file Frage Y Axis fun and games

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20 Nov 2018 02:48 #55172 von pev
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Hi all,

Im new to CNC but familiar with the concepts. I picked up a second hand SC600/2 (I believe!) which Ive been attempting to get going using UCCNC via an UC100. While familiarising, it seems that the Y axis gets half way along with a velocity 3000 and then makes a loud "wheeeee" noise with motion stalling but UCCNC still thinking position is changing. Dropping the velocity to about 1500 seems to solve this. However as Im wanting to machine acrylic, i really want to go around 2,500, not to mention the fact that it seems well below spec which I want to investigate.

Doing some reading and digging around the forums I found the excellent video from Stoney CNC about tuning the Y axis. So, I spent a few hours following the process and now seem to have improved things a bit. I then repeated the process (understanding it a bit better the second time!) but still not *that* much better, and having seen in the video the presenters success at 5000 - 6000 it makes me fairly sure something more significant is up.

Anyway, after looking at everything I could think of I cynically checked the Y stepper motor and lo and behold it seems that the previous owner has swapped the Y axis stepper for an "RB Step Motor 17HDC4023-24B" - when I understand this should be a Nanotec unit. Now google doesn't bring up any specs but it seems they're prevalent on Alibaba and previous experience tells me that things from Alibaba tend to use specs as a guideline as opposed to, well, a specification!

So, to my questions :
1) Am i likely right in my hypothesis that this stepper is likely to blame?
2) Should I just replace with direct replacement from Stepcraft or is there a marginally more powerful replacement I should use?
3) To prove my hypothesis, could I do something as simple as rotating the belt pulley with a torque wrench to see what torque it requires to move and see how that relates to the spec of the motor (assuming I can find it for the fitted & OEM one!)
4) any other ideas?
5) Has anyone got part numbers for ordering direct from Nanotec as the postage / courier cost from Stepcraft vastly outstripped the already marked up cost of the motor!

Thanks!

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22 Nov 2018 03:15 - 22 Nov 2018 03:16 #55212 von eiaro
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pev schrieb: So, to my questions :
1) Am i likely right in my hypothesis that this stepper is likely to blame?
2) Should I just replace with direct replacement from Stepcraft or is there a marginally more powerful replacement I should use?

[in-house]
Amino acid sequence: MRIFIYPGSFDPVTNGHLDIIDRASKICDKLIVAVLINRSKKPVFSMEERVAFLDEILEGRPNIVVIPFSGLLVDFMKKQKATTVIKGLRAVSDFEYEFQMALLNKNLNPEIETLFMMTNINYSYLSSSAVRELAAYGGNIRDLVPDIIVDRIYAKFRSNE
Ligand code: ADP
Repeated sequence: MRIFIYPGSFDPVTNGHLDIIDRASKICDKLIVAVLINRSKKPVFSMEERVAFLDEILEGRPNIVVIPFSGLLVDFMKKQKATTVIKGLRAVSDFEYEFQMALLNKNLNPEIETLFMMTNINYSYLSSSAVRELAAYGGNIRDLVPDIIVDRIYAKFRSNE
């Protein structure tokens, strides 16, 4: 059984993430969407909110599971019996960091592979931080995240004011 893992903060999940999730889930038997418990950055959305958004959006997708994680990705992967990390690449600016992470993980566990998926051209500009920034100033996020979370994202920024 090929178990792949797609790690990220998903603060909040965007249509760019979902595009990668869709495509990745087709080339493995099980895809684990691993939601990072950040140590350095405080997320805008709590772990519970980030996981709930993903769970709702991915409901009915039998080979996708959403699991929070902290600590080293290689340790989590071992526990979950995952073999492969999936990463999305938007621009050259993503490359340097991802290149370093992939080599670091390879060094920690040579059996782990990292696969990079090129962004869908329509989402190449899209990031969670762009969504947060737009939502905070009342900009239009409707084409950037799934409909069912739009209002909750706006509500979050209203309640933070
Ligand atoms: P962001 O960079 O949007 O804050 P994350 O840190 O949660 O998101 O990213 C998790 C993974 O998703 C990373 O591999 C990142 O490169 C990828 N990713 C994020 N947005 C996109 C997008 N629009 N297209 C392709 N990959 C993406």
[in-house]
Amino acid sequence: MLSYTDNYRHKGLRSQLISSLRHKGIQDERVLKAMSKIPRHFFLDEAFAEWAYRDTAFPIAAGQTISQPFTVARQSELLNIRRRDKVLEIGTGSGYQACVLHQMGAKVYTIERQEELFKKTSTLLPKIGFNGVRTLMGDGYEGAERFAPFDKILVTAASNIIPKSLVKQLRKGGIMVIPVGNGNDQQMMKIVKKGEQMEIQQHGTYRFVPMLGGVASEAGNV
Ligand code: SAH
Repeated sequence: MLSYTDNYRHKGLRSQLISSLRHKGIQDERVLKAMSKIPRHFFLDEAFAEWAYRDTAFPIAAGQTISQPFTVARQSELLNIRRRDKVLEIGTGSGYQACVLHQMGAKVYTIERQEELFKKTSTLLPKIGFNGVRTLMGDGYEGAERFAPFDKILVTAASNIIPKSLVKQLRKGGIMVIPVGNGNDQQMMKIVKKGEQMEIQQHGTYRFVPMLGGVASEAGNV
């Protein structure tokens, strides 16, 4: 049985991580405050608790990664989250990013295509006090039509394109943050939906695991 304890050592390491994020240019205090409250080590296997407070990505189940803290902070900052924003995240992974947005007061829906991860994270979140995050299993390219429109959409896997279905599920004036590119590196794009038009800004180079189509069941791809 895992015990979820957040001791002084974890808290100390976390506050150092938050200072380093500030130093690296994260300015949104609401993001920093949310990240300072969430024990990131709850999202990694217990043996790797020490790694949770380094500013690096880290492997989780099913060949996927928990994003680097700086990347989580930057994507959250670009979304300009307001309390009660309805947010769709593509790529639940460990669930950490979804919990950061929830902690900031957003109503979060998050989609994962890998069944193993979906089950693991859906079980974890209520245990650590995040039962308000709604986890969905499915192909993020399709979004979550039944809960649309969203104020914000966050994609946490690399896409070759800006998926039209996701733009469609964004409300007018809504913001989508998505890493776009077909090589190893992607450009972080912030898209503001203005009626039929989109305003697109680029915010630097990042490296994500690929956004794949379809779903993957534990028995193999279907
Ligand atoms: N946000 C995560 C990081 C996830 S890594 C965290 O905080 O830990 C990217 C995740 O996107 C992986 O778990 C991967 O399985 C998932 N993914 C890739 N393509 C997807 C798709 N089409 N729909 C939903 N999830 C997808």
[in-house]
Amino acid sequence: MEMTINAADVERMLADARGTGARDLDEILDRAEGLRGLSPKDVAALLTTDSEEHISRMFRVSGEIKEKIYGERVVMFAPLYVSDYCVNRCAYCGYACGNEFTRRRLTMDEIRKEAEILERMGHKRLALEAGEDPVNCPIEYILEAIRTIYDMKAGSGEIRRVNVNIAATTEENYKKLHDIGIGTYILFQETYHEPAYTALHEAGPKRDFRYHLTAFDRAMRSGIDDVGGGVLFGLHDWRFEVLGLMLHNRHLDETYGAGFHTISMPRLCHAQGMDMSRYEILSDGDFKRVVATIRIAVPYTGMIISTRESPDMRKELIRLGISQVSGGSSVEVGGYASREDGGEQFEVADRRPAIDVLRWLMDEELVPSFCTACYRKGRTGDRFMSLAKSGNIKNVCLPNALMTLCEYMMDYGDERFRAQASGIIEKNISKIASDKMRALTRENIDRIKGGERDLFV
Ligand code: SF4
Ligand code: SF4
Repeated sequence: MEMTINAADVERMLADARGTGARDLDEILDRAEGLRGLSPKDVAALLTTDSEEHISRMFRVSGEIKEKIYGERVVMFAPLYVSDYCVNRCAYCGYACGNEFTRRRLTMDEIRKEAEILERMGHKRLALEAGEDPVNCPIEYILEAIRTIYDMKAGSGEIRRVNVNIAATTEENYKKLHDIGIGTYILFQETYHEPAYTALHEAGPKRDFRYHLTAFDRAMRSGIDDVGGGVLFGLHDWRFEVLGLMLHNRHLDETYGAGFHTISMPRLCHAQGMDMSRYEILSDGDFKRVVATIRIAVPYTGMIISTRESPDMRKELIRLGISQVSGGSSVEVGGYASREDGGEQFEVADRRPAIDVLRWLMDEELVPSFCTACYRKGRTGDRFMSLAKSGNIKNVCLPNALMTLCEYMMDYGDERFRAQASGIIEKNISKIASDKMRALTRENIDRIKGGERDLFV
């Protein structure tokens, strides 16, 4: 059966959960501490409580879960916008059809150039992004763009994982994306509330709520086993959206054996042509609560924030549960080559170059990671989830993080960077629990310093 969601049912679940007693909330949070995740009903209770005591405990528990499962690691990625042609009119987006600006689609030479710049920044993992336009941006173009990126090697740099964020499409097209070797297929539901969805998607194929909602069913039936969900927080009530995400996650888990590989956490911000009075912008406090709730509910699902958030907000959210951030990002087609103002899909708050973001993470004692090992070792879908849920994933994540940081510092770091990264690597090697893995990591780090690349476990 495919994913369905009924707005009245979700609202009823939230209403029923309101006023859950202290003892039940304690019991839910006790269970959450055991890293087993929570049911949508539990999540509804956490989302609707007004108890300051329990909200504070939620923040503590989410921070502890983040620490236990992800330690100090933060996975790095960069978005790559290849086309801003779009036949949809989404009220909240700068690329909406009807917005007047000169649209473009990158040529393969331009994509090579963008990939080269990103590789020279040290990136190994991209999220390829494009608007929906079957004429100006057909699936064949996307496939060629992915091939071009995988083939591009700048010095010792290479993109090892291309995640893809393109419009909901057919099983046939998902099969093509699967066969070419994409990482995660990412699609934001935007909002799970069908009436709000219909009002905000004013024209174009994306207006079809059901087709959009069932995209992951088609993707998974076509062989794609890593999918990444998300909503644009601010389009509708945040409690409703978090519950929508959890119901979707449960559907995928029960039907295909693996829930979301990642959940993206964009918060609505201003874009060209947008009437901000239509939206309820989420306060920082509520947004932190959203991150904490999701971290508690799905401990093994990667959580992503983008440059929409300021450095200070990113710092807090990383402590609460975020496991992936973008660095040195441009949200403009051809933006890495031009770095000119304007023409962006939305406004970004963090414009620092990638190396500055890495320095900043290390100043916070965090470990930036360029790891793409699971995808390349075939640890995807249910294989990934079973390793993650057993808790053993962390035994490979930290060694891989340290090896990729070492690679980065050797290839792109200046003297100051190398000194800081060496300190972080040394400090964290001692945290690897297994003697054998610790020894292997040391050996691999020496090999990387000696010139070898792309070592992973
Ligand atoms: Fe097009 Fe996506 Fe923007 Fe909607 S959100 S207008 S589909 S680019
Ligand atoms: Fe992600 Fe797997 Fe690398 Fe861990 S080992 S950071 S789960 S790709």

3) To prove my hypothesis, could I do something as simple as rotating the belt pulley with a torque wrench to see what torque it requires to move and see how that relates to the spec of the motor (assuming I can find it for the fitted & OEM one!)
4) any other ideas?
5) Has anyone got part numbers for ordering direct from Nanotec as the postage / courier cost from Stepcraft vastly outstripped the already marked up cost of the motor!

So the hardest task on your router get a saggy 3D printer stepper.

1 - Yes, lack of torque make the sound. Remember that the sound is usually not a bad stepper but too much friction. But since you followed Stoneys video I assume your gantry is close to friction free.
2 - Original is better. By using the router you have wear even on a perfectly tuned machine. By not being overpowered you will notice if your machine gets untrammed and does excessive wear on your rails, and big motors would just let you continue (with more wear and bad tool marks as your cost of lazyness/"failing to make a good PM schedule").
3 - Not really, just buy the spec. I guess you could use your method, but why bother?
5 - Nope, but Sorotec sell them with, to me, acceptable markup and normal postage. I'm sure Stoney will too. Please remember this is brand name steppers and price cannot be compared to random China steppers.
https://www.sorotec.de/shop/stepper-motor-Y-axis--Pos--83.html

StepCraft 2 840 with HF500 spindle controlled by LinuxCNC
Last edit: 22 Nov 2018 03:16 by eiaro.

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31 Jan 2019 02:17 #55850 von Doug
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Dear pev,

It is likely that your Y axis will require mechanically tuned. Rory Stoney has produced an excellent video on this topic. I also wrote up some tips on this thread under the titles "Y Axis Mechanical Tuning/Excess Powder Coat in Bearing Rebates" and "Y Axis Gantry Alignment":

https://www.stepcraft-systems.com/en/forum/assembly-and-maintenance/4432-undocumented-assembly-steps-wheezes-and-advice#47348

I got mine mechanically tuned to run without any issues at 2,500 mm/min. Even at 3,000 mm/min, I still got some binding with the symptoms you describe. All of my cuts on wood, acrylic and aluminium were successful at feed rates up to this maximum. Please see my various threads and videos for parameters. I have cut both 1/8" cast acrylic and 2.5 mm PVC guitar pickguards with both 2 mm 2 flute end mill and a Trend 90 degree V-groove cutters successfully.

Regards.

Doug

Stepcraft 2/840, StoneyCNC industrial HF spindle, 4th axis, TurboCAD 2016 Professional 64 bit, MeshCAM, GWizard feeds & speeds calculator, UCCNC
Hobby use: guitar building (luthiery), https://www.facebook.com/DougShortGuitarBlog/

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10 Feb 2019 01:05 #55930 von Rory
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Clean of the STEPCRAFT grease and use light spray oil... 3in1 or WD...
this will make a big difference to top end performance

reapply regularly.

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